Retrotechtacular: TOPS Runs The 1970s British Railroad

How do you make the trains run on time? British Rail adopted TOPS, a computer system born of IBM’s SAGE defense project, along with work from Standford and Southern Pacific Railroad. Before TOPS, running the railroad took paper. Lots of paper, ranging from a train’s history, assignments, and all the other bits of data required to keep the trains moving. TOPS kept this data in real-time on computer screens all across the system. While British Rail wasn’t the only company to deploy TOPS, they were certainly proud of it and produced the video you can see below about how the system worked.

There are a lot of pictures of old big iron and the narrator says it has an “immense storage capacity.”  The actual computers in question were a pair of IBM System/370 mainframes that each had 4 MB of RAM. There were also banks of 3330 disk drives that used removable disk packs of — gasp — between 100 and 200 MB per pack.

As primitive and large as those disk drives were, they pioneered many familiar-sounding technologies. For example, they used voice coils, servo tracking, MFM encoding, and error-correcting encoding.

The software was written in BAL, the IBM assembly language, although there were a set of macros called TOPSTRAN to make it slightly easier. Originally, each depot was going to get an IBM card reader and punch machine, but these proved to be unreliable in the rugged environment. Instead, each depot had an emulated card reader and punch using a Datapoint 2200 — the famous computer that didn’t use the Intel 8008, but that CPU was made for use in this computer.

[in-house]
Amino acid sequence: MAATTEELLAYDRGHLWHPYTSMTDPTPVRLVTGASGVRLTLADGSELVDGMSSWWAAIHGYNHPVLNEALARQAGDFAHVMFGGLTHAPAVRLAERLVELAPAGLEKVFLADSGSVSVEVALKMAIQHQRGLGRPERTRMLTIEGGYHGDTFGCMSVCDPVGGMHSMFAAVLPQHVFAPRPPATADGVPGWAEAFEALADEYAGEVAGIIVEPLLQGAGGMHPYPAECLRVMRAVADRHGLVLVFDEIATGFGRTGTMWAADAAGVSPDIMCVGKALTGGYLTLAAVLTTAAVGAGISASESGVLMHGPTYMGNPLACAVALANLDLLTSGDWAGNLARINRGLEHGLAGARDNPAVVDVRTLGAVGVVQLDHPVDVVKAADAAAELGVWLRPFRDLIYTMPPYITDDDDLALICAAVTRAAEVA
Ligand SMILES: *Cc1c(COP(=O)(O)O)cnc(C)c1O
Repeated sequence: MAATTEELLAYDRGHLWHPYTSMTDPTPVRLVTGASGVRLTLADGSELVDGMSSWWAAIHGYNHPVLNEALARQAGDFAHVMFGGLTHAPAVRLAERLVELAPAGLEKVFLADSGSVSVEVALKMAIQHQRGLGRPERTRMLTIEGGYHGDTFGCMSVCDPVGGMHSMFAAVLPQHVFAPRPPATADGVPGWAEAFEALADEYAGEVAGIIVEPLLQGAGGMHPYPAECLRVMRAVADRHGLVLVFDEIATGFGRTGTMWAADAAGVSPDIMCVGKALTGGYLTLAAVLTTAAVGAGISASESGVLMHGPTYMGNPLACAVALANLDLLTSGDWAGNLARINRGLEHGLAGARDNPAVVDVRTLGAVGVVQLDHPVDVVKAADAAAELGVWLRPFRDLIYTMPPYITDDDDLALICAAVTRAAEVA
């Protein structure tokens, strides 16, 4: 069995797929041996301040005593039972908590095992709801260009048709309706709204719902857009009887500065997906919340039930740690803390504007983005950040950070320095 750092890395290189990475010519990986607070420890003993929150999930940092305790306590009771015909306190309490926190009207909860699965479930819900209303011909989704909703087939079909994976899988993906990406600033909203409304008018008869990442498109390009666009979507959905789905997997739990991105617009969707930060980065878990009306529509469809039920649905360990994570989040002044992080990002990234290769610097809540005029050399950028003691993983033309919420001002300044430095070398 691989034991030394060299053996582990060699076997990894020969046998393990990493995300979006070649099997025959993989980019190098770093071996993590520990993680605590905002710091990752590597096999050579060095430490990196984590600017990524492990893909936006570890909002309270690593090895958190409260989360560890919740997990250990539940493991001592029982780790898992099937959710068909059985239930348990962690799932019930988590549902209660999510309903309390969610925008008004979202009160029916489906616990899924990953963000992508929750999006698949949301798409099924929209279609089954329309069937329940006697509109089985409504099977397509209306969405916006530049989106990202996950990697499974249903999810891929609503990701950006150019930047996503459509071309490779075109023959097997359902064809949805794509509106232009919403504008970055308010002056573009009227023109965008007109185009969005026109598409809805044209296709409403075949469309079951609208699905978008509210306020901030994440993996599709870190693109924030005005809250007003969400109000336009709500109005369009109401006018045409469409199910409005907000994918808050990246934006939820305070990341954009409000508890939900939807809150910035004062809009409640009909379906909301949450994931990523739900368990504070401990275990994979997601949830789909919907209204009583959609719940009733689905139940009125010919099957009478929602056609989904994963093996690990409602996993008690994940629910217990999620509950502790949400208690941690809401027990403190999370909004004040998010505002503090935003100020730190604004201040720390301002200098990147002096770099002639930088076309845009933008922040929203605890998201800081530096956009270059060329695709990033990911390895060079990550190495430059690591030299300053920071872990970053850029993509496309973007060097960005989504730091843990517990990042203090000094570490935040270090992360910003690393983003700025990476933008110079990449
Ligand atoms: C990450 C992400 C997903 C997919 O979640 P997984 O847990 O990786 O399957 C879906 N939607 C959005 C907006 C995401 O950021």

In the video, you can see some Datapoint 2200s and card readers in use back at the data center. They even take the cover off one of the Datapoints around the 3-minute mark. The machines had 12K of RAM (on three circuit cards) and two tape drives. Around the 24-minute mark you get a look at a 600 baud, although the railroad apparently only used 200 baud for reliability. They also show a 2,400 baud modem that, we are pretty sure, had to be tuned before use.

The video can’t seem to decide if it is for general audiences or technical people. For example, it describes the tones from the modem and shows block diagrams of many of the systems. There are even some fake oscilloscope traces of modem outputs.

As far as we can tell, some of TOPS is still in use today. We hope some of it has been modernized, though. If you like 1970s mainframes, we’ll go ahead and waste the rest of your day. No kidding. The video doesn’t embed, but you can play it by clicking the picture below.



29 thoughts on “Retrotechtacular: TOPS Runs The 1970s British Railroad

    1. The Dutch signalling training institute have set up a small-ish model railroad (In a tree armed star shape, each with about 10 switches and 40 signals), where each arm is controlled by a generation of real life signalling equipment. Especially the arm with 10 floor-to-ceiling cabinets of clicking relays is impressive. The one small cabinet with 40 or so plc cards less, and the third arm with an even newer solution that I forgot even less (although that had more “volume” as there were more translators from fiber optic cable to the local switches/signals which would be at each individual signal/switch).

  1. “We hope some of it has been modernized, though”

    Why? To help out Nvidia? If the mainframe stuff still works, then it still works. That’s why IBM still sells mainframes.

    1. Because it’s over 50 years old and failures would likely cause significant outages if spares were unavailable or found to be faulty.